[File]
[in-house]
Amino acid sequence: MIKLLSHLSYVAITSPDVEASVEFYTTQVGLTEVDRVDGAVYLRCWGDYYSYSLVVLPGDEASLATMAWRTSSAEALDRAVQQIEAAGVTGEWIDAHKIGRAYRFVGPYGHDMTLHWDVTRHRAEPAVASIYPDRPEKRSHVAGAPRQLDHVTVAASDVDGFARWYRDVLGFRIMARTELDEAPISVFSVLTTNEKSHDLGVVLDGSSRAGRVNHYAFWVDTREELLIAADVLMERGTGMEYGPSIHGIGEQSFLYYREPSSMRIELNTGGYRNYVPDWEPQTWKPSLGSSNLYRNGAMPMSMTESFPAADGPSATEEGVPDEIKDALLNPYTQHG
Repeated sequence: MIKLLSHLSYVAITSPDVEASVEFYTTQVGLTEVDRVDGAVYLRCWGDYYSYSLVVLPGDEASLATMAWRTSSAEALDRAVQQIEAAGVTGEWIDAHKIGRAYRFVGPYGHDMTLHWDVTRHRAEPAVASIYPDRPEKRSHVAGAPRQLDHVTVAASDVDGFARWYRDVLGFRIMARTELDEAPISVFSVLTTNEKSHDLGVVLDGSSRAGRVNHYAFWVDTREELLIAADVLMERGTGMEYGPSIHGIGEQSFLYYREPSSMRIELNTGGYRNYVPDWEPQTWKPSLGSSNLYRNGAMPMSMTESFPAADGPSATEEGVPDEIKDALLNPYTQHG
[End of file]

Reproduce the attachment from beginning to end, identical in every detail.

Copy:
[in-house]
Amino acid sequence: MIKLLSHLSYVAITSPDVEASVEFYTTQVGLTEVDRVDGAVYLRCWGDYYSYSLVVLPGDEASLATMAWRTSSAEALDRAVQQIEAAGVTGEWIDAHKIGRAYRFVGPYGHDMTLHWDVTRHRAEPAVASIYPDRPEKRSHVAGAPRQLDHVTVAASDVDGFARWYRDVLGFRIMARTELDEAPISVFSVLTTNEKSHDLGVVLDGSSRAGRVNHYAFWVDTREELLIAADVLMERGTGMEYGPSIHGIGEQSFLYYREPSSMRIELNTGGYRNYVPDWEPQTWKPSLGSSNLYRNGAMPMSMTESFPAADGPSATEEGVPDEIKDALLNPYTQHG
Repeated sequence: MIKLLSHLSYVAITSPDVEASVEFYTTQVGLTEVDRVDGAVYLRCWGDYYSYSLVVLPGDEASLATMAWRTSSAEALDRAVQQIEAAGVTGEWIDAHKIGRAYRFVGPYGHDMTLHWDVTRHRAEPAVASIYPDRPEKRSHVAGAPRQLDHVTVAASDVDGFARWYRDVLGFRIMARTELDEAPISVFSVLTTNEKSHDLGVVLDGSSRAGRVNHYAFWVDTREELLIAADVLMERGTGMEYGPSIHGIGEQSFLYYREPSSMRIELNTGGYRNYVPDWEPQTWKPSLGSSNLYRNGAMPMSMTESFPAADGPSATEEGVPDEIKDALLNPYTQHG